Klin Monbl Augenheilkd 2021; 238(05): 555-560
DOI: 10.1055/a-1344-8138
Übersicht

Ocular Involvement in COVID-19: Conjunctivitis and More

Article in several languages: English | deutsch
1  Zentrum für Augenheilkunde, Universität zu Köln, Medizinische Fakultät und Uniklinik Köln, Köln, Deutschland
,
Rafael S. Grajewski
1  Zentrum für Augenheilkunde, Universität zu Köln, Medizinische Fakultät und Uniklinik Köln, Köln, Deutschland
,
Philomena A. Wawer Matos
1  Zentrum für Augenheilkunde, Universität zu Köln, Medizinische Fakultät und Uniklinik Köln, Köln, Deutschland
,
Adam Kopecky
1  Zentrum für Augenheilkunde, Universität zu Köln, Medizinische Fakultät und Uniklinik Köln, Köln, Deutschland
2  Klinik für Augenheilkunde, Universitätskrankenhaus Ostrava, Ostrava, Tschechische Republik
,
Ludwig M. Heindl
1  Zentrum für Augenheilkunde, Universität zu Köln, Medizinische Fakultät und Uniklinik Köln, Köln, Deutschland
,
Claus Cursiefen
1  Zentrum für Augenheilkunde, Universität zu Köln, Medizinische Fakultät und Uniklinik Köln, Köln, Deutschland
› Author Affiliations

Abstract

Since the beginning of 2020, SARS-CoV-2, the pathogen of COVID-19, has led to a global pandemic that also affects ophthalmology. Ophthalmologists can be confronted at any time with potentially COVID-19 associated ocular symptoms or manifestations in patients and also become infected through close patient contact. Even without systemic infection, the ocular surface can come into direct contact with aerosols or liquids containing SARS-CoV-2 particles. A smear infection through hand-to-eye contact is also possible. A purely isolated ocular infection has not yet been shown. Rather, it seems that ocular complications occur in the context of a systemic infection. However, ocular symptoms can also be the first symptom of COVID-19. The most common ocular complication of COVID-19 is mild follicular conjunctivitis. Haemorrhagic conjunctivitis, dry eye disease, episcleritis, or retinal involvement can also occur less frequently. There are currently no evidence-based therapy recommendations for COVID-19 associated diseases of the ocular surface. Artificial tears might be helpful for symptom relief. There is no evidence for antiviral, antibiotic, or anti-inflammatory therapies, but these medications might be used in individual cases. Potential intraocular complications include retinal artery occlusions and haemorrhages, as well as cotton wool spots caused by complement-mediated thrombotic angiopathy. Neuro-ophthalmological complications including Miller-Fisher syndrome or infarct-related central blindness can also occur in very rare cases. Knowledge of potential transmission routes and personal protective equipment is just as essential for each ophthalmologist as a basic knowledge of potential ocular symptoms and complications.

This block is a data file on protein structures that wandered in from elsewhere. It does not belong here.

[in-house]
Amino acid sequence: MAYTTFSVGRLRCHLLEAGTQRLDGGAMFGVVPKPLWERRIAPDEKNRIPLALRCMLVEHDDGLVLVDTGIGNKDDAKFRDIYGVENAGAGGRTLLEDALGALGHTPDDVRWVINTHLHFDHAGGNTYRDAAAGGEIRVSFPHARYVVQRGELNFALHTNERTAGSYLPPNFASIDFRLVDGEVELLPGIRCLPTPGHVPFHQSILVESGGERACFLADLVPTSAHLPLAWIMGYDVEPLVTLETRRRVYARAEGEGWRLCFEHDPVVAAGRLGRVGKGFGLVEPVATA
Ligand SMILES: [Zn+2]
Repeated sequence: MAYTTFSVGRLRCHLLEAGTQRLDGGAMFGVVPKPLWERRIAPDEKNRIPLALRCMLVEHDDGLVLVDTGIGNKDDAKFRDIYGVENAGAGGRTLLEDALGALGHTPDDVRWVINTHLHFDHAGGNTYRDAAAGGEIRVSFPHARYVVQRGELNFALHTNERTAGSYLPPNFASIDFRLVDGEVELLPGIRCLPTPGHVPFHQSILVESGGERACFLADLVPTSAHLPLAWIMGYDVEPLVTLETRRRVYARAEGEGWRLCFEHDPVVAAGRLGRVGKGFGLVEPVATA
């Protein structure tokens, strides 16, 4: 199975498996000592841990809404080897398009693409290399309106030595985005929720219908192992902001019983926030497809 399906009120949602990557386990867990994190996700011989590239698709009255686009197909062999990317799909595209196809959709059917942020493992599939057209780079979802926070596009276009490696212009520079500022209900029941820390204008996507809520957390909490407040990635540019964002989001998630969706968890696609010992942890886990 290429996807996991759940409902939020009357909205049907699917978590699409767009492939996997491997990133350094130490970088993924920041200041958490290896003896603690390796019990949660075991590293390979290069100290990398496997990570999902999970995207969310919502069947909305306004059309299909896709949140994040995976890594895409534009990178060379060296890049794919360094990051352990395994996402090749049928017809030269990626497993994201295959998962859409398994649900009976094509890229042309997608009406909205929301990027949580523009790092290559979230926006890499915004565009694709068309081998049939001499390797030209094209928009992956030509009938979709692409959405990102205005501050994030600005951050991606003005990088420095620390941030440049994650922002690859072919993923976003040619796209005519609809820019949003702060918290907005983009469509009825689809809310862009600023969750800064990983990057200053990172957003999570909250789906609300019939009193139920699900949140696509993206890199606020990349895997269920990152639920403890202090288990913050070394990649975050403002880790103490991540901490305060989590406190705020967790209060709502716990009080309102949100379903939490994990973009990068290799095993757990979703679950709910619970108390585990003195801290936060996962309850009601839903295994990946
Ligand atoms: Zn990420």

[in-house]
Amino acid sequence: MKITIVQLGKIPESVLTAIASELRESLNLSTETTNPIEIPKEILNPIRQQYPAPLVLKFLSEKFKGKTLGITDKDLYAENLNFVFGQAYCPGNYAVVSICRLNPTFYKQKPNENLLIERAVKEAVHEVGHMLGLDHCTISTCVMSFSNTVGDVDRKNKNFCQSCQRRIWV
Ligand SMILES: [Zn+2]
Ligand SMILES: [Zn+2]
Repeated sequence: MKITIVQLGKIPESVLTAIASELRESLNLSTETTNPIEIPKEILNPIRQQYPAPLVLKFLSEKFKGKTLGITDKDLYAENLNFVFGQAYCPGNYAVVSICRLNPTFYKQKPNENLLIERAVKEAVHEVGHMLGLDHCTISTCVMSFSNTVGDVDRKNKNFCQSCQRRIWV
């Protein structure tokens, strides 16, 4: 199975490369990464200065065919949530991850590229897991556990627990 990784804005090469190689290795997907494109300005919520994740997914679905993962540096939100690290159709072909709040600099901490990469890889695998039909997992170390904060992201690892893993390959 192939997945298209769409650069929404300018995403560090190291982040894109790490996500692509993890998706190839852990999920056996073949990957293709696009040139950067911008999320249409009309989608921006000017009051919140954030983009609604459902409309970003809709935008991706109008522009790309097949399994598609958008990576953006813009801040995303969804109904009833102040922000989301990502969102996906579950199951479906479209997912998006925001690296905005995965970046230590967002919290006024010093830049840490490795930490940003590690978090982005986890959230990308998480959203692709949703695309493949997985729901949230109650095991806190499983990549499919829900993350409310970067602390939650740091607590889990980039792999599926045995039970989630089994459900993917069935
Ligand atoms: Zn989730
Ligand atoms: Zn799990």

Shared senior authorship: LMH and CC contributed equally to this manuscript and should both be acknowledged as senior authors.




Publication History

Received: 20 December 2020

Accepted: 16 March 2021

Publication Date:
21 May 2021 (online)

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